Date: 11th September 2011
Time: 09:30 BST (20:30 NZST)
Venue: Wellington Regional Stadium, Wellington
Referee: Wayne Barnes (England)
Results-wise Wales had a very positive warm-up prior to leaving for New Zealand. In terms of the actual performance though, there continue to be glaring flaws in the Welsh game, in particular an inability to retain ball. Yet those August matches have to be taken for what they were, warm-ups. As the hosts know, almost too well, World Cups are all about peaking at the right time. Arguably, only in 2003 has a Welsh side ever hit their stride, just at the right time during rugby’s show piece event. Warren Gatland’s side will be under no illusions of the challenge they face against a massively experienced Springbok side.
Since the Boks won the Webb Ellis Trophy in 2007, it’s fair to say, to a certain extent, that they have slipped down world rugby’s pecking order, at least some way behind Southern Hemisphere rivals Australia and New Zealand. Judging their Tri-Nations form is very difficult. As ever with coach Pieter De Villiers it was a case of smoke and mirrors. The oddball coach opted to rest nearly all front line players for the opening away legs of the tournament. After a scrappy defeat to the Wallabies on home soil, and a narrow win over a second-string All Blacks XV, the Springboks’ cup hopes have been written off, by most pundits and supporters in world rugby.
What to expect:
With South Africa you are guaranteed a physical confrontation. De Villiers has picked a simply monstrous pack. How Wales counter this will decide how the game pans out. Their game plan will most likely be about containing the Boks up front and playing with genuine expanse, potentially off limited scraps of possession. If Wales are still in the game with an hour on the clock, their new fitness levels may lead to something special. But that’s a big if.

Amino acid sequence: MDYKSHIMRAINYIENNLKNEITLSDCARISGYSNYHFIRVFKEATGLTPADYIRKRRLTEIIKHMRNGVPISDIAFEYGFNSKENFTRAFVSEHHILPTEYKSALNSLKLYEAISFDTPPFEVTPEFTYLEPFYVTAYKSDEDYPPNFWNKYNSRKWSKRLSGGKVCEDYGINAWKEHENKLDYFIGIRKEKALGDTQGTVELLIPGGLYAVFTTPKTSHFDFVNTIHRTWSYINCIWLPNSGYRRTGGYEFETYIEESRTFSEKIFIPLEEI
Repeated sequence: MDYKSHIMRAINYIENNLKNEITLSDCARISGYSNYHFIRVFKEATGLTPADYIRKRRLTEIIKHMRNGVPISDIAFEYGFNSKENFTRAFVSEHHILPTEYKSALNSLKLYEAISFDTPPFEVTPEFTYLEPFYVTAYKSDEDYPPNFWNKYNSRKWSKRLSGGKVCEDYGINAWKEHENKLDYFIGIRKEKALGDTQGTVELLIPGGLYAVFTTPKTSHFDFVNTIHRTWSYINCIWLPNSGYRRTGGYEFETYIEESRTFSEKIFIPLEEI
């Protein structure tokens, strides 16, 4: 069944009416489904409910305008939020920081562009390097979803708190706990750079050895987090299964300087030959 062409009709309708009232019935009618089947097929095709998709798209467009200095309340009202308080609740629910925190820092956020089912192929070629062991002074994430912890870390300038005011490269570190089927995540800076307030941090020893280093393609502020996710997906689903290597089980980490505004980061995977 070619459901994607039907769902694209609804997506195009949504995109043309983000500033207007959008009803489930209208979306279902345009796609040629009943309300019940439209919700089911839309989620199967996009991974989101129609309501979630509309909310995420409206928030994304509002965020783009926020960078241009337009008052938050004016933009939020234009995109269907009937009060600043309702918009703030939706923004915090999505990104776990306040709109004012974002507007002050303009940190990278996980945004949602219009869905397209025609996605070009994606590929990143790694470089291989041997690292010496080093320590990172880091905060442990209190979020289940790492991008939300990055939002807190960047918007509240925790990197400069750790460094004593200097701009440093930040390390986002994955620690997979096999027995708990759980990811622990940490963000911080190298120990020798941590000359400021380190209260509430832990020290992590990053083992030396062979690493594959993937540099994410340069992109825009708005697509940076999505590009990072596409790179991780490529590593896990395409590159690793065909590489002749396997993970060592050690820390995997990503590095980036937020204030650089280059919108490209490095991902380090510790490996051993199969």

All eyes on:
Having produced the best rugby of his career against them on tour with the Lions in 2009, Mike Phillips’ relish of duelling with South African back row forwards, is likely to make him the go-to man for Wales.
South Africa will be looking to John Smit to provide some justification for his inclusion. Despite all logic pointing towards Bismarck Du Plessis taking over as first choice hooker, the captain has been given the nod to lead from the front.
Head-to-head: Sam Warburton v Heinrich Brüssow
Having been lauded by the British and Irish press as the form openside in world rugby, Welsh captain Warburton faces a stern test of those credentials. Brüssow is arguably even ahead of Richie McCaw when it comes to the breakdown.
Last Fixture: Wales 25 South Africa 29, Saturday 13th November 2010
Weather Forecast: Overcast and rain.
There is undoubtedly a freshness about Wales at the moment, a freshness that has created a lot of optimism that a South African team, apparently in decline, are there for the taking in Wellington on Sunday morning. In reality though the Boks’ are a team who traditionally rise to the occasion of the World Cup, and I think they will be the more clinical of the two sides. South Africa by 12